13 When the Lord saw her, He felt compassion for her, and said to her, “Do not weep.” 14 And He came up and touched the coffin; and the bearers came to a halt. And He said, “Young man, I say to you, arise!” 15 The dead man sat up and began to speak. And Jesus gave him back to his mother. 16 Fear gripped them all, and they began glorifying God, saying, “A great prophet has arisen among us!” and, “God has visited His people!”
A few chapters later in Luke’s gospel, Jesus questions his disciples about the popular consensus on his ministry. “Who,” he asks, “do the people say I am?” The disciples’ first answer is “John the Baptist,” which makes a sort of sense if we remember that people at the time didn’t have the internet, television, gossip magazines, or even newspapers. They had probably heard of John, but didn’t have any idea what he looked like. It’s an understandable misconception.
The disciples’ second answer is a little bit stranger: “Elijah.” By that point Elijah was a historical figure probably about 800 years removed. It would be a bit like me asking about my blog’s writer and having someone answer, “Chaucer.” Unlike the “John” answer, this couldn’t be merely a case of mistaken identity because the mistake would be too large.
Of course the difference between Elijah and Chaucer–the most relevant difference, not the only one–is that Chaucer died, while Elijah is described as having been taken into heaven without dying. One of the hopes that developed among the Jewish people was that Elijah would eventually come back. Frankly, for anyone familiar with the stories, it’s hard not to want Elijah to come back: he’s the rock star of biblical prophets. He didn’t write long confusing oracles; he set stuff on fire. He contended with gods and kings, and he did it all with attitude.
For the subjugated remnant of Israel then, who certainly weren’t lacking in their supply of gods and kings that needed contention, wanting Elijah back made perfect sense. That’s why they watched for him. Again though, they weren’t watching for someone that looked like him, but for someone who seemed to be picking up where Elijah left off and doing the sorts of things Elijah did.
Someone like Jesus.
When he brought back to life the widow’s son, the faithful and hopeful Jews in attendance recognized something. There was a story they’d heard before, one with a widow in it too, and her son who had died. In that story, just like they’d witnessed, a miracle had happened and the son had been restored to life and given back to his mother. The story had been about Elijah, though:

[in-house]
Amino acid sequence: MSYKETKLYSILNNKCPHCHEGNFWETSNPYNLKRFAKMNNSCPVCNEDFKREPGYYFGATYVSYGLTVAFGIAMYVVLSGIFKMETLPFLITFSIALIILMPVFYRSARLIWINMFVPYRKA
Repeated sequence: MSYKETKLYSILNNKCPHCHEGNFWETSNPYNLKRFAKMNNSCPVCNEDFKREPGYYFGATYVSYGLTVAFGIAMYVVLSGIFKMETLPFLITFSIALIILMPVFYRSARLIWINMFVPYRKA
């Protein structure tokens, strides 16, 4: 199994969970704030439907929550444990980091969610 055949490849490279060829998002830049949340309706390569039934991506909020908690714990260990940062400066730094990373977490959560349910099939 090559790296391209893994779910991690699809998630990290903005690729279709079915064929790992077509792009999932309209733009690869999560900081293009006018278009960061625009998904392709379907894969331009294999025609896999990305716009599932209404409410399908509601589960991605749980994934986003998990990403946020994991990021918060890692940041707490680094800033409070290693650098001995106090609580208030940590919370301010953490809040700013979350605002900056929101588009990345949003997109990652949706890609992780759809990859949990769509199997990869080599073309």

17 Now it came about after these things that the son of the woman, the mistress of the house, became sick; and his sickness was so severe that there was no breath left in him. 18 So she said to Elijah, “What do I have to do with you, O man of God? You have come to me to bring my iniquity to remembrance and to put my son to death!” 19 He said to her, “Give me your son.” Then he took him from her bosom and carried him up to the upper room where he was living, and laid him on his own bed. 20 He called to the Lord and said, “O Lord my God, have You also brought calamity to the widow with whom I am staying, by causing her son to die?” 21 Then he stretched himself upon the child three times, and called to the Lord and said, “O Lord my God, I pray You, let this child’s life return to him.” 22 The Lord heard the voice of Elijah, and the life of the child returned to him and he revived. 23 Elijah took the child and brought him down from the upper room into the house and gave him to his mother; and Elijah said, “See, your son is alive.”
This is why they exclaimed that a great prophet had arisen. Suddenly there was a man who did the sort of things Elijah did. He even did them better. Elijah prostrated himself three times and prayed to God, then God resurrected the widow’s son. Meanwhile, Jesus resurrected a man on his own authority just by talking to the corpse. For Jesus, restoring life to the dead was so easy that it was casual. It’s only natural then that they should expect Jesus to do the rest of the things Elijah had done–to contend with gods and kings–and also to do those things better.
Those sort of expectations led to the celebration that greeted Jesus at Jerusalem, when people lined the road in front of him with palm branches; he was the new rock star prophet. Those sort of expectations also led to confusion and disappointment when Jesus spent his time there critiquing Jewish leaders rather than ejecting Roman officials. According to one theory, those sort of expectations are even what inspired Judas’ betrayal: he wanted to provoke a confrontation so that Jesus’ prophetic ministry could finally get started.
In short, expectations caused trouble. The important takeaway is this though: the people’s expectations caused trouble not because the people expected too much, but because they expected too little. They wanted to have freedom from the oppression of evil men, to have the dignity of being God’s chosen people, to have the promise of a good and peaceful life. Christ offered freedom from the oppression of evil itself, the dignity of being God’s beloved children, and the promise of a glorious and eternal life.
Just as Christ’s miracle surpassed Elijah’s, his presence, ministry, and mission surpassed anything that a returned Elijah could have offered. When people mistook him for Elijah, it wasn’t because they were entirely mistaken; they just weren’t thinking big enough.
(For more on that bigger picture, see my second post on this subject, which I rather cleverly call “The Other Part.”)